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post #5 of 32 (permalink) Old 10-08-2013, 08:17 AM
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I think each dog needs a program geared towards their individual needs. We either short change the dog or ourselves if we refuse to change and adapt

I agree that a good balance between positive and negative is extremely important.

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post #6 of 32 (permalink) Old 10-08-2013, 08:19 AM
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Quote:
Originally Posted by onyx'girl View Post
I found when I asked for more from my dog, I got more from my dog...and the respect came along with it.
Structure is necessary and usually structured environments contain some rules.

I was told this past weekend that when we give corrections, we should also give praise in the same measurement or more. Praise is so important, and if we are just correcting, but not praising, thats when conflict comes into the picture. Black and white is what dogs want, not grey!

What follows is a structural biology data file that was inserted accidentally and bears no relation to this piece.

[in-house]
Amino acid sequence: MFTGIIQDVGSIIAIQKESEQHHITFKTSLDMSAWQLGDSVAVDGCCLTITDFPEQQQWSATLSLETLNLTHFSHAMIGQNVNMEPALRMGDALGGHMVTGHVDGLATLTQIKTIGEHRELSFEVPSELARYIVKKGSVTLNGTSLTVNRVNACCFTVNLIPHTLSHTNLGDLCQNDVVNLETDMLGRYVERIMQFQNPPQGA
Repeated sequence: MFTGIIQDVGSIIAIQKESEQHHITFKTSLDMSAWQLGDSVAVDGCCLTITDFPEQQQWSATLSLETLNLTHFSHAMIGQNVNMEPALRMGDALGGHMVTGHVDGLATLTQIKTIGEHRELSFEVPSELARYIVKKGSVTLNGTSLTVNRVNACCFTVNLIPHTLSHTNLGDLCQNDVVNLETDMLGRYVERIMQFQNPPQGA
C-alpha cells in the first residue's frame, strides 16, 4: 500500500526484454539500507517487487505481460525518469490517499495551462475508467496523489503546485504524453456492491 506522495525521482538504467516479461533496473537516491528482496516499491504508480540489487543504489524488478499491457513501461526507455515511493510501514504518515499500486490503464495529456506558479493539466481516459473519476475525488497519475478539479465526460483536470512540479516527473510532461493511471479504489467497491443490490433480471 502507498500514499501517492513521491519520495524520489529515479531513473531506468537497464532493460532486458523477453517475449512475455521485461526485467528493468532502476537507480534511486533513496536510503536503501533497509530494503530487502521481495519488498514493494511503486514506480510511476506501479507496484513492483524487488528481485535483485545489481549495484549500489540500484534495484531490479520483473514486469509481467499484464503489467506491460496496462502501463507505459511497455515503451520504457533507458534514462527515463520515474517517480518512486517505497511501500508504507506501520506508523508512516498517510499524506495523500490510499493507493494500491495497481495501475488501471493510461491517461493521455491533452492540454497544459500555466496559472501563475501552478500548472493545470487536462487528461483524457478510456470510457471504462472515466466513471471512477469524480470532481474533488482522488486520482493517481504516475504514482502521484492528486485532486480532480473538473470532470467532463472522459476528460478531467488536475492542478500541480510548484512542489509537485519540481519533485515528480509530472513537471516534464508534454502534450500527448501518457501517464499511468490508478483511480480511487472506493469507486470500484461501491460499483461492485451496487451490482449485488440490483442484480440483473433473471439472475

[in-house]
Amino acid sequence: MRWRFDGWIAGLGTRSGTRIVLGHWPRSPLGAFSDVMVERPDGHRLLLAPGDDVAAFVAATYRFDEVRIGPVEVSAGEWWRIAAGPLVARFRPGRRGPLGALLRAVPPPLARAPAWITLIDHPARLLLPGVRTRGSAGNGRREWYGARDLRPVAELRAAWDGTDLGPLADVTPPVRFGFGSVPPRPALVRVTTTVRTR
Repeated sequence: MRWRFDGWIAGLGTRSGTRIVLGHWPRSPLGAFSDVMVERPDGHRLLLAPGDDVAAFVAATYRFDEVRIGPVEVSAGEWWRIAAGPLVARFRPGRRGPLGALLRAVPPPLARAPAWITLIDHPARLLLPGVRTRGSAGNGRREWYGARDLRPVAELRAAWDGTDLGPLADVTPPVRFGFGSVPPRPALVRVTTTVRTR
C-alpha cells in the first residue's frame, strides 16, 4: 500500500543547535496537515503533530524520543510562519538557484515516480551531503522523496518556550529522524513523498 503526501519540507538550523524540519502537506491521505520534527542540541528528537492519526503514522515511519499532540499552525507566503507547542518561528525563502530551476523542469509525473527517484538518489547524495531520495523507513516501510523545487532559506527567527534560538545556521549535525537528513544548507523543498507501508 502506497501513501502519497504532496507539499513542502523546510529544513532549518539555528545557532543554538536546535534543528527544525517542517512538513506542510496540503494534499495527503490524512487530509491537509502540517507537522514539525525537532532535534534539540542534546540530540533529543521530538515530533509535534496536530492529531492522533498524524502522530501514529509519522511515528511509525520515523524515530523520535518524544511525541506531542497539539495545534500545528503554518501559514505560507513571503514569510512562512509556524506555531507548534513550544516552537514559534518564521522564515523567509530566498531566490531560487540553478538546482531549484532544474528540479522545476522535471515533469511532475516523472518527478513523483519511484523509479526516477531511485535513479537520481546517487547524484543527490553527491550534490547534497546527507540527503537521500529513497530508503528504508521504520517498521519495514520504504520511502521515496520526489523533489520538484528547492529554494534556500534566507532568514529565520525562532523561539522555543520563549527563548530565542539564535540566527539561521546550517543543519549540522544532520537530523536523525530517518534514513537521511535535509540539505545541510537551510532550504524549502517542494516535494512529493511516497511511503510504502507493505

I work under the premise of any pressure I put on the dog with a correction, I take all back off with praise/reward when the desired behavior is gotten.

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post #7 of 32 (permalink) Old 10-08-2013, 09:39 AM
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This was my exact experience with my Smitty dog. The only 'correction' I would use was a firm 'No'.

He totally gave me the talk to the paw attitude. When he'd finally slowly comply I'd do the 'yeah great dog' happy party and he'd just look away.

I felt very frustrated with myself and disappointed in him that he didn't seem to care whether he was pleasing me or not. I stopped even trying with him, stopped taking him places and our world shut down. Not much of a bond either.